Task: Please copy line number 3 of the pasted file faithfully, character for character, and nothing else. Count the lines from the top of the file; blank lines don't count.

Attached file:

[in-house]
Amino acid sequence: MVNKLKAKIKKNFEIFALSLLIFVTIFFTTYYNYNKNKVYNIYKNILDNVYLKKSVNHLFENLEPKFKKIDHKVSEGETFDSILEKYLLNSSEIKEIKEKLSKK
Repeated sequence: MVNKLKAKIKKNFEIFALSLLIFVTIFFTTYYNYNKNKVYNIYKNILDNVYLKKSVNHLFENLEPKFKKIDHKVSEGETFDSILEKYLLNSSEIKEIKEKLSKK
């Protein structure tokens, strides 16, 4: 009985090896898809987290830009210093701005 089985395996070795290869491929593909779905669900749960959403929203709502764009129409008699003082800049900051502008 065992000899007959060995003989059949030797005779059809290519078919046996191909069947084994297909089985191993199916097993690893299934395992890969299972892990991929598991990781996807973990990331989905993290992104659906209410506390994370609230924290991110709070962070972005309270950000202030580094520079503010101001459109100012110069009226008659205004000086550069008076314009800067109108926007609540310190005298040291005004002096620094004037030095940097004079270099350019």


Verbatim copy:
Repeated sequence: MVNKLKAKIKKNFEIFALSLLIFVTIFFTTYYNYNKNKVYNIYKNILDNVYLKKSVNHLFENLEPKFKKIDHKVSEGETFDSILEKYLLNSSEIKEIKEKLSKK